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Competing for the Public Through the News Media

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  • David P. Baron
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    Abstract

    Interest groups seek to influence economic activity through public and private politics. Public politics takes place in the arena of public institutions, whereas private politics takes place outside public institutions often in the arena of public sentiment. Private politics refers to action by interest groups directed at private parties, as in the case of an activist group launching a campaign against a firm. This paper presents a model of informational competition between an activist and an industry, where both interest groups seek to influence public sentiment and do so by advocating their positions through the news media. Citizen consumers make both a private consumption decision and a collective choice on the regulation of a product that has an externality associated with it. In the absence of the news organization, the collective choice is not to regulate. The activist and the industry obtain private, hard information on the seriousness of the externality and provide favorable information to the news media and may conceal unfavorable information. The news media can conduct investigative journalism to obtain its own information, and based on that information and the information it has received from its sources, provides a news report to the public. Because of its role in society, the media has an incentive to bias its report, and the direction of bias is toward regulation. Its bias serves to mitigate both market failure by decreasing demand and a government failure by shifting votes in favor of regulation. The activist then has incentive to conceal information unfavorable to its interests, whereas the industry fully reveals its information. Copyright Blackwell Publishing 2005.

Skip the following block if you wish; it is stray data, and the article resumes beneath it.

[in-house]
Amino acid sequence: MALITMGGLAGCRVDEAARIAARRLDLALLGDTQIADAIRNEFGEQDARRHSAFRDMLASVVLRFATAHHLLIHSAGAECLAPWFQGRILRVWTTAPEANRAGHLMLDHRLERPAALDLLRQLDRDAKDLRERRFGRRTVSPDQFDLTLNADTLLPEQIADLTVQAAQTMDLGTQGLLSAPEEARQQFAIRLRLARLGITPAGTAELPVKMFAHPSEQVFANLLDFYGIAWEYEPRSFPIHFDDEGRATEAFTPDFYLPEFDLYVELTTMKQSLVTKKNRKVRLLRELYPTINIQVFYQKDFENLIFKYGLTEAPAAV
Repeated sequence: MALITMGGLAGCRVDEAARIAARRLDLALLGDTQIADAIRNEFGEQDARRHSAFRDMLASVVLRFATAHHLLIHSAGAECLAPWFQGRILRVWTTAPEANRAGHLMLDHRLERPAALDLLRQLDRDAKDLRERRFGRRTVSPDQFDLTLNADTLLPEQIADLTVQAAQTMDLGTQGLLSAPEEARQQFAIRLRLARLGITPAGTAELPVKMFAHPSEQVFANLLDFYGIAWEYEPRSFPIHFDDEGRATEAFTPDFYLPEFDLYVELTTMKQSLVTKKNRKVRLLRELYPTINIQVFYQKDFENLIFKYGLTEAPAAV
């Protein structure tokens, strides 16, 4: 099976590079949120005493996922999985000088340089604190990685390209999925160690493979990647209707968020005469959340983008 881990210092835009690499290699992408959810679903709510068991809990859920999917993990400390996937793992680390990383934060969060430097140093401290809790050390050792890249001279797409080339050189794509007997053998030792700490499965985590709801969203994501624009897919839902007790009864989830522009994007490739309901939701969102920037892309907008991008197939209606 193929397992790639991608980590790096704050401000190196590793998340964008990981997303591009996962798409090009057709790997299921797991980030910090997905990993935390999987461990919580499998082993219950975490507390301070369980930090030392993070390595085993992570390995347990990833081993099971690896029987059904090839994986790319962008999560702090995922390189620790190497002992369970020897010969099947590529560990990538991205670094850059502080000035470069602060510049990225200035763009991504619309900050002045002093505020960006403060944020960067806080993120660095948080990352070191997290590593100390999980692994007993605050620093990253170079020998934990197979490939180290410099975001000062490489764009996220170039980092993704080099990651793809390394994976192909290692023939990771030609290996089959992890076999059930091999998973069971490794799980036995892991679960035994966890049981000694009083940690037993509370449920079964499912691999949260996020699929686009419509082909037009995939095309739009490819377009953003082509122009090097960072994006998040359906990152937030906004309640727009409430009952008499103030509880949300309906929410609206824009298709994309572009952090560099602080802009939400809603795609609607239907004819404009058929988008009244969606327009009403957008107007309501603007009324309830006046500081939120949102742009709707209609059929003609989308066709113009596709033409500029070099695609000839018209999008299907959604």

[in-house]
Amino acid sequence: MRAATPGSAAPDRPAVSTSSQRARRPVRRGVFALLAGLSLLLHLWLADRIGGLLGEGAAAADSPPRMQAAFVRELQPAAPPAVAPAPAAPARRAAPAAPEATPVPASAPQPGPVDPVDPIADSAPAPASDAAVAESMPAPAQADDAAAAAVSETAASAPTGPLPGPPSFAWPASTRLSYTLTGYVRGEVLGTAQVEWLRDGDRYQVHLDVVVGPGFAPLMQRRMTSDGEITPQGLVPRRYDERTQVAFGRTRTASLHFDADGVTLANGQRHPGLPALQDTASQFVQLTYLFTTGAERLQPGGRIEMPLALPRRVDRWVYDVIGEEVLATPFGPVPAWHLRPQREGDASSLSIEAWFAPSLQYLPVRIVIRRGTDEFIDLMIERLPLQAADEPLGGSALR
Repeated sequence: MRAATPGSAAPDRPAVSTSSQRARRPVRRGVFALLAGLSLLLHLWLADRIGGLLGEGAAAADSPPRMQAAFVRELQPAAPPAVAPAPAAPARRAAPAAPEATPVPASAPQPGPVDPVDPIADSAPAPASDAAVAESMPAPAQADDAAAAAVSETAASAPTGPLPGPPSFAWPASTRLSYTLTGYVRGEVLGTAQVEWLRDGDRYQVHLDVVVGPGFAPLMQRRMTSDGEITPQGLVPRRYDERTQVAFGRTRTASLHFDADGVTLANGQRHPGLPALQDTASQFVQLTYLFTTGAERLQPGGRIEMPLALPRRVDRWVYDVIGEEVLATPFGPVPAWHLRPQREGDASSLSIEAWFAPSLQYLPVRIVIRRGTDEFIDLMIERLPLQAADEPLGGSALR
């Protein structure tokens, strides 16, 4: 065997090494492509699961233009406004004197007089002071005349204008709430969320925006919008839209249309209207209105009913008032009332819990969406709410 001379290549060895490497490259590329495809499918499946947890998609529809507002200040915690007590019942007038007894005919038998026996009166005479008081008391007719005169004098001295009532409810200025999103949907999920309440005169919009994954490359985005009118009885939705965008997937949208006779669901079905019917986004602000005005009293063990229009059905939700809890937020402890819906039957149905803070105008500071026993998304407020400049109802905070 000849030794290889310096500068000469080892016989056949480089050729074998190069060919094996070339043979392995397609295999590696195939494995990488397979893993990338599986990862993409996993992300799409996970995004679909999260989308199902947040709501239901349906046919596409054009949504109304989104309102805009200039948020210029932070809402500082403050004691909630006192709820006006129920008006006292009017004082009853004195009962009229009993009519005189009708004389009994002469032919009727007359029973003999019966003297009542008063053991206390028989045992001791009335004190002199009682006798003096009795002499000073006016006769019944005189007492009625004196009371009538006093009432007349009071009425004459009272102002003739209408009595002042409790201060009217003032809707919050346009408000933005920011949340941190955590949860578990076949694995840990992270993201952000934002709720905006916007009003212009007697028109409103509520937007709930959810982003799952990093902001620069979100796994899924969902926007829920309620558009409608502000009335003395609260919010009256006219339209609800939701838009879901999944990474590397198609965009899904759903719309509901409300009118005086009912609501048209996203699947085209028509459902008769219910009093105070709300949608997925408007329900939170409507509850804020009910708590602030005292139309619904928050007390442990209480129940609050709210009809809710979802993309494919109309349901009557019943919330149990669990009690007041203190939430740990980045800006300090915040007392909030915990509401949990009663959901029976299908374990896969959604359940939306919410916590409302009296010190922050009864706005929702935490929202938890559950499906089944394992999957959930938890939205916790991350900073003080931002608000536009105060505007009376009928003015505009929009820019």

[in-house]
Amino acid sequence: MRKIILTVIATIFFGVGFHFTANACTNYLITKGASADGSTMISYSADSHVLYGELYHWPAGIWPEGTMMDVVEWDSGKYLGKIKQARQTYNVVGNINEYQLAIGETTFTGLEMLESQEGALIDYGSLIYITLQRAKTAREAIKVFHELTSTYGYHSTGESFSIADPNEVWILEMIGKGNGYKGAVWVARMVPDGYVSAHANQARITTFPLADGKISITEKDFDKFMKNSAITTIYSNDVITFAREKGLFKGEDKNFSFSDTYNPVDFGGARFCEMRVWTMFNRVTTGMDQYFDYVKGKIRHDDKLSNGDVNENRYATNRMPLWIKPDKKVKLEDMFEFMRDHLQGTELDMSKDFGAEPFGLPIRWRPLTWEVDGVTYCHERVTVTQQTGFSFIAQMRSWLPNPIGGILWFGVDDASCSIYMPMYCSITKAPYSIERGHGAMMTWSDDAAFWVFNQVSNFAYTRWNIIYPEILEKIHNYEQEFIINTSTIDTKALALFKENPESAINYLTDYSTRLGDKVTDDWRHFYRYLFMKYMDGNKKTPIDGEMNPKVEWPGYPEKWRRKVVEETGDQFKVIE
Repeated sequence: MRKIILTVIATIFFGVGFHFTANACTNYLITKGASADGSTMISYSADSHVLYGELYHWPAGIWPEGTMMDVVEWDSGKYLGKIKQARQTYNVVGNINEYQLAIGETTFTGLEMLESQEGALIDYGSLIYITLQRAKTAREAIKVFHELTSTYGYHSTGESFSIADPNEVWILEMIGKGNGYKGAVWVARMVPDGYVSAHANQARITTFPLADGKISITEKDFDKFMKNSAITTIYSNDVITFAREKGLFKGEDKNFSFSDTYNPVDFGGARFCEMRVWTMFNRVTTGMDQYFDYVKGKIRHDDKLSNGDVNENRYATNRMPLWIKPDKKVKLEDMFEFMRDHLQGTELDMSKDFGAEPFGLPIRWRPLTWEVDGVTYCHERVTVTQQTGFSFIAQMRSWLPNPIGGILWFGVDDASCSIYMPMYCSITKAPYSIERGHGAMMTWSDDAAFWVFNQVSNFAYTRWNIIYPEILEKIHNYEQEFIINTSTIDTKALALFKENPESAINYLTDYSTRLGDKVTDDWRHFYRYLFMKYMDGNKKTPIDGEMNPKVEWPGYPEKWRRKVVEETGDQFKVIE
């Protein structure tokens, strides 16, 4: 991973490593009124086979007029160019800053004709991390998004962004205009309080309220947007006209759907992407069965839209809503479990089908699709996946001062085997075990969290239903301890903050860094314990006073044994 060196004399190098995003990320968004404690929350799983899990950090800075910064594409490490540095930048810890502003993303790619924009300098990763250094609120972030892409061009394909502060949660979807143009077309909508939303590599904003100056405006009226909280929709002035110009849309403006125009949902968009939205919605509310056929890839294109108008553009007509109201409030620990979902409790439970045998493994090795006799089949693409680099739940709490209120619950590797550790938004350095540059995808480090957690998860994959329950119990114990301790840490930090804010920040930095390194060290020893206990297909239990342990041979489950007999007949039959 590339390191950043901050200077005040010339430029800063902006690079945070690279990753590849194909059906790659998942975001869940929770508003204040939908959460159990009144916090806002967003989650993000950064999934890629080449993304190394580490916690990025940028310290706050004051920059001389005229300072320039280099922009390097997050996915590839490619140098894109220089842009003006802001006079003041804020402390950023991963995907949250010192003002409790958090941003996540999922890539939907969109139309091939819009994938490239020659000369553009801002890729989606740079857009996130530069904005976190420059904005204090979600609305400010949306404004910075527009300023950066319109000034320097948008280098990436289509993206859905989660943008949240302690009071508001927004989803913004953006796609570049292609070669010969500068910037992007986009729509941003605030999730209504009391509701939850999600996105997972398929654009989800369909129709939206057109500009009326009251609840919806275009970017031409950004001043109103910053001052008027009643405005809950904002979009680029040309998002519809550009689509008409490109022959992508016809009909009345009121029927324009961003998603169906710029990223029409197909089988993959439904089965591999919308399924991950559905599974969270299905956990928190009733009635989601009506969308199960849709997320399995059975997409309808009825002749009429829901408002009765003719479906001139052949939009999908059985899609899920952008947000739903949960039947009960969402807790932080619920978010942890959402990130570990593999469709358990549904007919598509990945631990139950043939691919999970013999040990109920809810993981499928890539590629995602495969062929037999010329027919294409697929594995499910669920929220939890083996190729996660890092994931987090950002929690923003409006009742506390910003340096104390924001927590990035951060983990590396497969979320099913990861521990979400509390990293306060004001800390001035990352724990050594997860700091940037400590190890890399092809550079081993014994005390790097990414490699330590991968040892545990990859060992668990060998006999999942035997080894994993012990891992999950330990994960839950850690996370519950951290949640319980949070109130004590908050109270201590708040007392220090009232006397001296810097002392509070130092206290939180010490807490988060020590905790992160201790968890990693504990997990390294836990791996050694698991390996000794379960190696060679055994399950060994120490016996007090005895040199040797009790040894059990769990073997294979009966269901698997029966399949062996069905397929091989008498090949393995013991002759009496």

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    Bibliographic Info

    Article provided by Wiley Blackwell in its journal Journal of Economics & Management Strategy.

    Volume (Year): 14 (2005)
    Issue (Month): 2 (06)
    Pages: 339-376

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    Handle: RePEc:bla:jemstr:v:14:y:2005:i:2:p:339-376

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    Cited by:
    1. Jung, Hanjoon Michael, 2007. "Strategic Information Transmission through the Media," MPRA Paper 5556, University Library of Munich, Germany, revised Oct 2007.
    2. Zyglidopoulos, Stelios C. & Georgiadis, Andreas P. & Carroll, Craig E. & Siegel, Donald S., 2012. "Does media attention drive corporate social responsibility?," Journal of Business Research, Elsevier, vol. 65(11), pages 1622-1627.
    3. Sobbrio, Francesco, 2009. "Indirect Lobbying and Media Bias," MPRA Paper 18215, University Library of Munich, Germany.
    4. Thomas P. Lyon & John W. Maxwell, 2008. "Corporate Social Responsibility and the Environment: A Theoretical Perspective," Review of Environmental Economics and Policy, Association of Environmental and Resource Economists, vol. 2(2), pages 240-260, Summer.
    5. Baron, David P., 2004. "Persistent Media Bias," Research Papers 1845r, Stanford University, Graduate School of Business.
    6. Glen Whelan & Jeremy Moon & Bettina Grant, 2013. "Corporations and Citizenship Arenas in the Age of Social Media," Journal of Business Ethics, Springer, Springer, vol. 118(4), pages 777-790, December.
    7. Armando J. Garcia-Pires & Hans Jarle Kind & Lars Sørgard, 2012. "News Sources and Media Bias," CESifo Working Paper Series 3906, CESifo Group Munich.
    8. Y. Fassin, 2009. "Inconsistencies in Activists’ Behaviours and the Ethics of NGOs," Working Papers of Faculty of Economics and Business Administration, Ghent University, Belgium, Ghent University, Faculty of Economics and Business Administration 09/576, Ghent University, Faculty of Economics and Business Administration.
    9. Aleix Calveras & Juan José Ganuza, 2014. "Building a reputation as a socially responsible firm," Economics Working Papers 1421, Department of Economics and Business, Universitat Pompeu Fabra.
    10. David Detomasi, 2008. "The Political Roots of Corporate Social Responsibility," Journal of Business Ethics, Springer, Springer, vol. 82(4), pages 807-819, November.
    11. Karen Moris, 2011. "La presse en tant que mécanisme de gouvernance disciplinaire," Revue Finance Contrôle Stratégie, revues.org, revues.org, vol. 14(4), pages 21-66, December.
    12. Yves Fassin, 2009. "Inconsistencies in Activists’ Behaviours and the Ethics of NGOs," Journal of Business Ethics, Springer, Springer, vol. 90(4), pages 503-521, December.
    13. Karen Moris, 2010. "La presse en tant que mécanisme de gouvernance disciplinaire - Press as a disciplinary governance mechanism," Working Papers CREGO, Université de Bourgogne - CREGO EA7317 Centre de recherches en gestion des organisations 1101003, Université de Bourgogne - CREGO EA7317 Centre de recherches en gestion des organisations.

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